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Pakistani “honesty”

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As I sit here, reflecting on the society we roam around in and what makes it tick, my thoughts keep coming back to one thing: as creatures who cannot function without interaction with others, the impact of the ‘other’ on our lives is impossible to ignore.

My mother, who was born and raised in Pakistan, was always very blunt and ‘honest’ when dealing out her truths to us as teenagers and as adults. Her reasoning was that her children were too sensitive because they had been raised in the UK, adjacent to its culture. For a while I agreed with her; I seemed to have adopted this practice myself. It was only as I was writing this that I realised that being ‘honest’ and ‘telling the truth’ can be a very grey area. As the saying goes ‘one man’s truth is another man’s bias’.

There are a few points to remember: we are ‘honest’ when we want to criticise something, we are ‘honest’ when we want to show a weakness in someone else – but we are rarely truly honest with ourselves. Honesty can and should only be practiced if one lives one’s own life by the standards you expect everyone else to live by.

Firstly, in Pakistan, and in the British Pakistani diaspora, this ‘honesty’ is mainly applied to women. If it is not directed towards their bodies, it targets their personalities; if it is not their personalities then the focus becomes their social activities.

Secondly, what compels us to tell others how to live their lives? Honesty – if it is constructive – has its benefits, but from my observations there is a type of person that dishes it out uninvited, as opposed to those who offer it when requested.

There’s a strange contradiction in our society: people complain that we care so much about what others think about us, and then claim these others have no real impact on our lives. In Pakistani society however, what others say about us absolutely does have an impact on our lives. The things they say might be inaccurate, but once a narrative is built around a person, that person cannot escape it. The narrative has repercussions – socially, personally and even professionally. These repercussions are not always limited to the individual. They can impact the extended family, and even the following generations.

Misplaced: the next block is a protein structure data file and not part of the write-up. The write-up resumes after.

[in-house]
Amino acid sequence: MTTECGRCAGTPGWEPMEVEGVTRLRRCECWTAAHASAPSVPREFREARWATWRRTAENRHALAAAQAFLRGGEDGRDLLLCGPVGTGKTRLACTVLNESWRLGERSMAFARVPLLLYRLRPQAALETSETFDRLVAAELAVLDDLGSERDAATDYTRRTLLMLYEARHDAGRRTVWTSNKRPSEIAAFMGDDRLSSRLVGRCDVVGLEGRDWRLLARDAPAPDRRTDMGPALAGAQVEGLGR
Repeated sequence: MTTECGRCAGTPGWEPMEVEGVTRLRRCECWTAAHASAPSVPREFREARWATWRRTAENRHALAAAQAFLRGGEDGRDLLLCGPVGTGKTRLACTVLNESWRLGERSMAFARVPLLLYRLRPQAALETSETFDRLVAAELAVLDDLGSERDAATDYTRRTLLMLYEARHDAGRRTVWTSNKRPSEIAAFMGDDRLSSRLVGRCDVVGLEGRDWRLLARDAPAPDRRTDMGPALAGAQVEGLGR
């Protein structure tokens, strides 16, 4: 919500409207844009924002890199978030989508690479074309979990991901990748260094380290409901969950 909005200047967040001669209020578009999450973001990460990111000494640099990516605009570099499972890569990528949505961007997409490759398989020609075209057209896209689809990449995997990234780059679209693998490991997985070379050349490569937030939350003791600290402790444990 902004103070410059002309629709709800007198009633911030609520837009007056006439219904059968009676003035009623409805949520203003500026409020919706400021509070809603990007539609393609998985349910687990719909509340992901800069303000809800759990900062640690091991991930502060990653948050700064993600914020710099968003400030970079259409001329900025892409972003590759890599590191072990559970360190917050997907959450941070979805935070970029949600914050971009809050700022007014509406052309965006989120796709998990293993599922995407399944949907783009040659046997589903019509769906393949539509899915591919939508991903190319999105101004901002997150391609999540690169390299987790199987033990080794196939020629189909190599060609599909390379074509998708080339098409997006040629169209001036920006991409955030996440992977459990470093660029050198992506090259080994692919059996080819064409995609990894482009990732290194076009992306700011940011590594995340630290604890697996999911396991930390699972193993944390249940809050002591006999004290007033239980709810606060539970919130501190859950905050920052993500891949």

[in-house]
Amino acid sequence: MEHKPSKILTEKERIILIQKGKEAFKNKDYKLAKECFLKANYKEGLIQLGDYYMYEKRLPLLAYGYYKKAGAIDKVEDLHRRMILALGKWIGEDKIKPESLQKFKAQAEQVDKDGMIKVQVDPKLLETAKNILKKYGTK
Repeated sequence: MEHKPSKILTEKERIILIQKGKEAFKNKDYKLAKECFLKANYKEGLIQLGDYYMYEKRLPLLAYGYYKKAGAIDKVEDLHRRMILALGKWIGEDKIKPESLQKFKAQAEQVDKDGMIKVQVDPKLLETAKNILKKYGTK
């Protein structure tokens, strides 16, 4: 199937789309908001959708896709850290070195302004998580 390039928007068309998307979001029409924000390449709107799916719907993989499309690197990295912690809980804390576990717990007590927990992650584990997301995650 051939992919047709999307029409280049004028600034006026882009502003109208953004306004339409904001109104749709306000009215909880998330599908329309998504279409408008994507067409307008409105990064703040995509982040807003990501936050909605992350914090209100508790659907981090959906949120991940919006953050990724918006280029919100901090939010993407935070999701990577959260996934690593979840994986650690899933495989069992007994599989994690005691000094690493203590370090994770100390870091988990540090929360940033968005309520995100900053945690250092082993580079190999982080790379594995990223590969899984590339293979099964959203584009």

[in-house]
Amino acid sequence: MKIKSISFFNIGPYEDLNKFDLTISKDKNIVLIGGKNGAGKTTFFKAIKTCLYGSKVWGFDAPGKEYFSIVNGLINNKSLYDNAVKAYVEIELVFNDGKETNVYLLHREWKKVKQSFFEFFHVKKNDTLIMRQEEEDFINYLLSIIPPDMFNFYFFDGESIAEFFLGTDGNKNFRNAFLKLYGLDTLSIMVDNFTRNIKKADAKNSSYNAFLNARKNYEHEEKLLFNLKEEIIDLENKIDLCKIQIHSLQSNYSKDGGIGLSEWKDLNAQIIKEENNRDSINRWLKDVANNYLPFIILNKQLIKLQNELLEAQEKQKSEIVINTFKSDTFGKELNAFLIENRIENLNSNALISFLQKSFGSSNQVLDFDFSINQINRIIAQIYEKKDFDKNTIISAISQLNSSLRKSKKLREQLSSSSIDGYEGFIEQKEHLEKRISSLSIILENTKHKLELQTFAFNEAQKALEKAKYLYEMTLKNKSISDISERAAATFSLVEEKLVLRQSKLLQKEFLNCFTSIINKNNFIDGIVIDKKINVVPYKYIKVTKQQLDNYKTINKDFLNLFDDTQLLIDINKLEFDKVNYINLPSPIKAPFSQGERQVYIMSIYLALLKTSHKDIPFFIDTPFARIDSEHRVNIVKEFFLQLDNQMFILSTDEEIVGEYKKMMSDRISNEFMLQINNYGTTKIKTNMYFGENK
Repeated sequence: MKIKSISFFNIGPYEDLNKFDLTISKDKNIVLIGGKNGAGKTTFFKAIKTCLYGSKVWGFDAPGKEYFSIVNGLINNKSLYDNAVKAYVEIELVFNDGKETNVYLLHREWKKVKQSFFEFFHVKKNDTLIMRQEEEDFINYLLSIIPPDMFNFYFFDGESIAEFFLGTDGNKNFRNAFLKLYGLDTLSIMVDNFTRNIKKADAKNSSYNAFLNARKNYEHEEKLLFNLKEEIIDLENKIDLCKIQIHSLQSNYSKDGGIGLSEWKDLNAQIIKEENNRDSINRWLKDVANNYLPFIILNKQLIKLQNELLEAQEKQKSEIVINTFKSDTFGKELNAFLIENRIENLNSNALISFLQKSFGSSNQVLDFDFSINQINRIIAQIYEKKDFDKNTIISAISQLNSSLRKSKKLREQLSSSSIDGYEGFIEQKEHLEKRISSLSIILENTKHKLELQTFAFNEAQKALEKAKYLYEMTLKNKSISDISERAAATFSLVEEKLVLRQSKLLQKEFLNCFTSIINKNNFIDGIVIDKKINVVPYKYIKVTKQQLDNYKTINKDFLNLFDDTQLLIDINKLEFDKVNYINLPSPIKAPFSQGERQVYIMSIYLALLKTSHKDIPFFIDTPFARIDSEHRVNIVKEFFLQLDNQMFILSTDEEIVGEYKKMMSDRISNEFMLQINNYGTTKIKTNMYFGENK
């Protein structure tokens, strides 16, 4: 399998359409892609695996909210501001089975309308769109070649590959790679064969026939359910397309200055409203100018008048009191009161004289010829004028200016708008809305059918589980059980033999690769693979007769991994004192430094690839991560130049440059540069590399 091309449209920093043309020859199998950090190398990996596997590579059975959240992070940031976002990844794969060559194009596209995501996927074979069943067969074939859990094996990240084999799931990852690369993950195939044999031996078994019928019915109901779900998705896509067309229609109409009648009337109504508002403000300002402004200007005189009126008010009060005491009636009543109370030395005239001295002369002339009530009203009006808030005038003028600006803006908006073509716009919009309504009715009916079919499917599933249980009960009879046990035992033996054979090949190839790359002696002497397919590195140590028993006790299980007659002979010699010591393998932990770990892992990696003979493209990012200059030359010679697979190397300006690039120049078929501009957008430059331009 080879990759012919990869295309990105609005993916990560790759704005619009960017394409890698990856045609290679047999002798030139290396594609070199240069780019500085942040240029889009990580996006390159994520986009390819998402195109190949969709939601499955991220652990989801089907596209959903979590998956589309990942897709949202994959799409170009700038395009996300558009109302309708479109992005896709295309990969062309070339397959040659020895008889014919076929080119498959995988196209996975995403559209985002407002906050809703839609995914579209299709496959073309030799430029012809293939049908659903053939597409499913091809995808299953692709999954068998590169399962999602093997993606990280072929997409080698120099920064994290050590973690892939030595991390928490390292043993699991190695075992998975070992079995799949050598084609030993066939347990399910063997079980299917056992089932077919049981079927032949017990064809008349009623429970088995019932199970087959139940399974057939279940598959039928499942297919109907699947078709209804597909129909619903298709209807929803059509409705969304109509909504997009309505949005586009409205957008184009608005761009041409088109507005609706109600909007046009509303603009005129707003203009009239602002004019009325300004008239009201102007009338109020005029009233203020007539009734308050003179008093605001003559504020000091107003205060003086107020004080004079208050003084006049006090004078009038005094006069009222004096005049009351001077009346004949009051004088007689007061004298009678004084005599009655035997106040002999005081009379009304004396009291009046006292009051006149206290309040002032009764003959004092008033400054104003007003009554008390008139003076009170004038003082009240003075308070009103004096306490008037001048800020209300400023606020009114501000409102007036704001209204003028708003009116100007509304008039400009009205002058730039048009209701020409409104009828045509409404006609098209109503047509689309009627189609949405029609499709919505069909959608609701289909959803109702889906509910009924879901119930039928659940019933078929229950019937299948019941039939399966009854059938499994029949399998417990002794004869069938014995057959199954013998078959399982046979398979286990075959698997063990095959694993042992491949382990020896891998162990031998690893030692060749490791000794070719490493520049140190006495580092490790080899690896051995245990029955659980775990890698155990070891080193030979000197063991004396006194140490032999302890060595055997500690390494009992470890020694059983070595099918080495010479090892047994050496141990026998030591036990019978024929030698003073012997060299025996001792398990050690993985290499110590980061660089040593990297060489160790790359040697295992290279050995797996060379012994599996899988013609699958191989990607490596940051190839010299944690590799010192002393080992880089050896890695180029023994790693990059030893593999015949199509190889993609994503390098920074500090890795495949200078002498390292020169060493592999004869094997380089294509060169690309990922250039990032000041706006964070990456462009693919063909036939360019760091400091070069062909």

We present ourselves as torchbearers of the truth, but when an injustice is carried out, we are told to ‘let it go’, even if it’s against us, or we are told ‘don’t say anything because it might cause embarrassment to the perpetrator’ or ‘don’t overreact’.

Where are our truth-telling morals then? We sit around with people who are corrupt, and people we know have done things that are wrong. Why does our honesty fail us?

This is not an article which states any rights or wrongs, but until we can look at our hypocrisy, how do we honestly intend to create a healthier environment for the future, and for our children? These are the questions we should be asking ourselves. Are we carrying these negative aspects of our culture forward? This culture where we target intellectual and progressive people? Will the 21st century be remembered as the time when the bullied and decent folks said ‘No more’? As long as we feel the need to look the part rather than act the part this toxic mentality will continue. Those who question it will be shouted down, and those who are inactive will be riddled with doubt.

 

 

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